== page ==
Migration

Progressive Reform in a Transatlantic Age

This essay describes the main political, socioeconomic, and cultural dimensions of progressivism and, on this basis, explores the imprint of the Progressive Era on the modern United States. It pays particular attention to the transatlantic dimension of progressivism, suggesting that the reformers’ perceptions and translations of European social reform provided both inspiration and resources for the formulation of a new politics, economics, and culture in turn-of-the-century America, and arguing that the contributions of some German immigrant entrepreneurs need to be seen in this context. At the same time, the essay contends that the international dimension of progressivism highlighted the fissures, fault lines, and blind spots within the movement and within American culture and society as a whole.

Trade, Family, and Religion: Forging Networks in the German Atlantic World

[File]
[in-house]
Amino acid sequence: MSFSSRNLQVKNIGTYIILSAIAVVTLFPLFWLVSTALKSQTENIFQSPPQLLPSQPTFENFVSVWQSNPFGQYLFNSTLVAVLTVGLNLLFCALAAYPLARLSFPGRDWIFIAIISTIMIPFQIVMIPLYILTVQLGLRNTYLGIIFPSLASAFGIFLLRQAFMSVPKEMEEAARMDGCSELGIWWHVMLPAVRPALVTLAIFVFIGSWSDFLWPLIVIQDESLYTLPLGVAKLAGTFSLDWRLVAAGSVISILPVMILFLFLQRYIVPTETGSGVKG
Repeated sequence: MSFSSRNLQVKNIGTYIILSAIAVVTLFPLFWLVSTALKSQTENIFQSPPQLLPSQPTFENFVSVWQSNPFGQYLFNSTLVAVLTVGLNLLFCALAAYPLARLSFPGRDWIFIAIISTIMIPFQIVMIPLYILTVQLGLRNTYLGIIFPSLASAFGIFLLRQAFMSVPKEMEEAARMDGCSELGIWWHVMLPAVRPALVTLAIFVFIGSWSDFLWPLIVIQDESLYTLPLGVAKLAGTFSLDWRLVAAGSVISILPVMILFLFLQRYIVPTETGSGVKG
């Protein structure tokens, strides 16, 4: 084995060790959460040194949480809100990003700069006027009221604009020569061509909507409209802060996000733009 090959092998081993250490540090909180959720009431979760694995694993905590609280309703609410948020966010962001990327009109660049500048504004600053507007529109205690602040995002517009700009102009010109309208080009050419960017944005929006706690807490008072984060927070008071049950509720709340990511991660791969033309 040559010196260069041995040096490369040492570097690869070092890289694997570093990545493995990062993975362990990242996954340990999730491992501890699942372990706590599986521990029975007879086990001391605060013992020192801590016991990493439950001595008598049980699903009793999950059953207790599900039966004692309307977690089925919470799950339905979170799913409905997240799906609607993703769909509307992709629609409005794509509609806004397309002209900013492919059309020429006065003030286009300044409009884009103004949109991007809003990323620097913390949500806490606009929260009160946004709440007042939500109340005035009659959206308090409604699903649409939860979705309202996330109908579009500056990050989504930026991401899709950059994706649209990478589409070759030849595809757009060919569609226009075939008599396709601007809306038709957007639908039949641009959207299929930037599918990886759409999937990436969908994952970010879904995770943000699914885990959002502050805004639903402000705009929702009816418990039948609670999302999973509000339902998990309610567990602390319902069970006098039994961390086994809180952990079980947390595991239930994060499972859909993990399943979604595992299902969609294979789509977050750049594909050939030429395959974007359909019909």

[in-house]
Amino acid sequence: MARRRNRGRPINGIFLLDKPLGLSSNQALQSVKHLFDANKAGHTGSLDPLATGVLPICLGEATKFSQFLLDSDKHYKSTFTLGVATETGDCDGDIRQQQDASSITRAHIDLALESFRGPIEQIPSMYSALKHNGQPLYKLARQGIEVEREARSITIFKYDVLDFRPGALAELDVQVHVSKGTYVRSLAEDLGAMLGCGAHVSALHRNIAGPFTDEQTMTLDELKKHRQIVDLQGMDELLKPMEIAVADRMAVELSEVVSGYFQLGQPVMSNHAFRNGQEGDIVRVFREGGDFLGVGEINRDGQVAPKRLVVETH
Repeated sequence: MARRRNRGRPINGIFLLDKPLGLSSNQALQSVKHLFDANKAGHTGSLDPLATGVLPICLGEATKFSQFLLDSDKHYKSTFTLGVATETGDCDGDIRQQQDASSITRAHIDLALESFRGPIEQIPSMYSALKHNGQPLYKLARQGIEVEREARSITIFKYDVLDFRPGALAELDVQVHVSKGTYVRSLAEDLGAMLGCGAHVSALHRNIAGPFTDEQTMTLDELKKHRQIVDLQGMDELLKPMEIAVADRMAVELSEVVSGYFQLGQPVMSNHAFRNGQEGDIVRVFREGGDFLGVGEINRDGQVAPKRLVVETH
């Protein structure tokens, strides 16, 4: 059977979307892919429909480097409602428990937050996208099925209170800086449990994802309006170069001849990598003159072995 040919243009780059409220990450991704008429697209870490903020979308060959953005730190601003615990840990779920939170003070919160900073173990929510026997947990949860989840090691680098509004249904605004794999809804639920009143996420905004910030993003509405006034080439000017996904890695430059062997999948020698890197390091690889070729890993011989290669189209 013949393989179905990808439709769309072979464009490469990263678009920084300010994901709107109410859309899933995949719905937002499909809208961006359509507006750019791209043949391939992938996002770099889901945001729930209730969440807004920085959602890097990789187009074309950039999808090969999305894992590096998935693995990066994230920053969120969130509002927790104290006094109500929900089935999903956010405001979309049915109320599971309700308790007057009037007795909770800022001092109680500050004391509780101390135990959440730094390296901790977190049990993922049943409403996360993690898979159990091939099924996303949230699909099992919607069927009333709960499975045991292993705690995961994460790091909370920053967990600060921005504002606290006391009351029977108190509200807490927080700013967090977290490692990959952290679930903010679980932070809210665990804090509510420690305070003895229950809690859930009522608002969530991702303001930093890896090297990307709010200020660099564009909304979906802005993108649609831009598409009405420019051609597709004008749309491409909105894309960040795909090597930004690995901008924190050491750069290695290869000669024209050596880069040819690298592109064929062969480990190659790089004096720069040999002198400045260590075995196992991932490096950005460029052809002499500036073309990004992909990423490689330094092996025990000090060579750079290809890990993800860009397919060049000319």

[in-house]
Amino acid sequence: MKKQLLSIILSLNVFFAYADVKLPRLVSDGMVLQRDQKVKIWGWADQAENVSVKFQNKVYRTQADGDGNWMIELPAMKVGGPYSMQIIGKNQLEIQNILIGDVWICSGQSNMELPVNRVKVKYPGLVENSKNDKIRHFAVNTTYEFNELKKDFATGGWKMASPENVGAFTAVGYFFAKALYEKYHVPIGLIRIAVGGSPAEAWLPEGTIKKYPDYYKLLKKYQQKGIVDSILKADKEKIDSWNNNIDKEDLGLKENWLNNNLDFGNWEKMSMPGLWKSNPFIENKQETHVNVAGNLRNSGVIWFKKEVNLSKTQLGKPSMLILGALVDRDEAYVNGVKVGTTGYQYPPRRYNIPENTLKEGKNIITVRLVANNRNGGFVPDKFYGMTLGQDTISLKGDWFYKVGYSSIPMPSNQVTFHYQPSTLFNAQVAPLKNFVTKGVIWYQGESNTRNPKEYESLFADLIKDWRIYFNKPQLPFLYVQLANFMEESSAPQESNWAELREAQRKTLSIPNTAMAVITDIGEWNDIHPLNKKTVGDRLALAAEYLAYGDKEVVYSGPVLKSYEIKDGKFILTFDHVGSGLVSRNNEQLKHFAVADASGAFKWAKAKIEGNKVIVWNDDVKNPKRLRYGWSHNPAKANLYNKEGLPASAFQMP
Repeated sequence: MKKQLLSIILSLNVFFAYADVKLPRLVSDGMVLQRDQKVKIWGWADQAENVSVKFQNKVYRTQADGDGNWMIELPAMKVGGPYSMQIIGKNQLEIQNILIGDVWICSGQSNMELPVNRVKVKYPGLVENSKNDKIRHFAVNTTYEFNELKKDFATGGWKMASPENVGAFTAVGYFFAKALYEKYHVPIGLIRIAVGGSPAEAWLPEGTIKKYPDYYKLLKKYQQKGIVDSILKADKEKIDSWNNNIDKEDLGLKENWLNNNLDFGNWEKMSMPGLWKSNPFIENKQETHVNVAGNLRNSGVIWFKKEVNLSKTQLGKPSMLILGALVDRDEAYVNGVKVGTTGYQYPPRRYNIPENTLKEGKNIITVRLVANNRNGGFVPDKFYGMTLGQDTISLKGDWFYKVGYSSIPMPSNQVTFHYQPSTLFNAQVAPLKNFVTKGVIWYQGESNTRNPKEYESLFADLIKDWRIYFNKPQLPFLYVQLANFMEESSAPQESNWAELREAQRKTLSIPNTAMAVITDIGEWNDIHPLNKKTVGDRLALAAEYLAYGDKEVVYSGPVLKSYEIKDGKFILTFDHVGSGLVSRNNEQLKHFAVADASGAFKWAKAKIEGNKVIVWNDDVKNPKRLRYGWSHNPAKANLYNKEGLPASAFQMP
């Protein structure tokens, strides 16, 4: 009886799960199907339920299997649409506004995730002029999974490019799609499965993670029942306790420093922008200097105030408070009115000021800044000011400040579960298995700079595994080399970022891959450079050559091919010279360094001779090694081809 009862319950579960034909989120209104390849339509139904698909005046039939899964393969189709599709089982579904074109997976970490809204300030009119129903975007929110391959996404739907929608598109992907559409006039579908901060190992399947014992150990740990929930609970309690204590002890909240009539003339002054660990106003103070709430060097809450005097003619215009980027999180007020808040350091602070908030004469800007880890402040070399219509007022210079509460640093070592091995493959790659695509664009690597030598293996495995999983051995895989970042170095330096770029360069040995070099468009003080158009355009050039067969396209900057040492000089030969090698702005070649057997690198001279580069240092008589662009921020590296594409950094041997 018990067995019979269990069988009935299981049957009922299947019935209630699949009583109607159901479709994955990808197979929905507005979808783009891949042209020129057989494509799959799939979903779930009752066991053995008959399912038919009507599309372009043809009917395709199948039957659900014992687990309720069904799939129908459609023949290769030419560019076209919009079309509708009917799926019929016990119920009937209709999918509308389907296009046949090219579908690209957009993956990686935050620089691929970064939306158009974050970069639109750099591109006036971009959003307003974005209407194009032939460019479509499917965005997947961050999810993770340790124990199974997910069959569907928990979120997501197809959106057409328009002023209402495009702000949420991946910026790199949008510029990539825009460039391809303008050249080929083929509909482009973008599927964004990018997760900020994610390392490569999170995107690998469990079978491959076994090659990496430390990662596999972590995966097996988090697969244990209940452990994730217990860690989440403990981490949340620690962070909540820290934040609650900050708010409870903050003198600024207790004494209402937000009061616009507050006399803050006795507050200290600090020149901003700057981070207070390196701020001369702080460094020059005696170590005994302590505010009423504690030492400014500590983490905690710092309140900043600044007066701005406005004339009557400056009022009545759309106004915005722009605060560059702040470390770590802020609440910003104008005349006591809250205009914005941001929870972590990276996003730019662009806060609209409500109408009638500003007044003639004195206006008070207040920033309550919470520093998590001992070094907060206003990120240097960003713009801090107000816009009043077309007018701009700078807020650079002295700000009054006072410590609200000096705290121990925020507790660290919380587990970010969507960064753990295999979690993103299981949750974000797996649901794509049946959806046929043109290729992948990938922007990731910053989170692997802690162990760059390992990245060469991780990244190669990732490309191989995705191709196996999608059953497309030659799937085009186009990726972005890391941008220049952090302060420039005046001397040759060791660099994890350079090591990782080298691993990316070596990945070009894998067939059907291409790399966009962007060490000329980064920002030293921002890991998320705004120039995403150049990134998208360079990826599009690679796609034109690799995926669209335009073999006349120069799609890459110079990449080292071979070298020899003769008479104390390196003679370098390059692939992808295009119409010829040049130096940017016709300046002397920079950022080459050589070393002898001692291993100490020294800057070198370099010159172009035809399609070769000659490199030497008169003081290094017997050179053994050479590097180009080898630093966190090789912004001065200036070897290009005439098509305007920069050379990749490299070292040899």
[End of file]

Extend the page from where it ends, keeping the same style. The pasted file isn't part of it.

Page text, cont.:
Network analysis offers a means for unpacking the relationships between Atlantic World inhabitants and the political-economic, social, and cultural linkages that developed during the colonial period and the era of revolutions/independence in the eighteenth and early nineteenth centuries. This essay will examine networks that helped to structure the eighteenth- and nineteenth-century German Atlantic World. It will focus primarily on transport, capital, and communication networks, but will also address some of the ways in which ethnicity, marriage, and other social and cultural forces influenced the growth and development of these linkages. In particular, it will focus on German-American actors’ roles in shaping the topology of networks through their twin status as immigrants and entrepreneurs.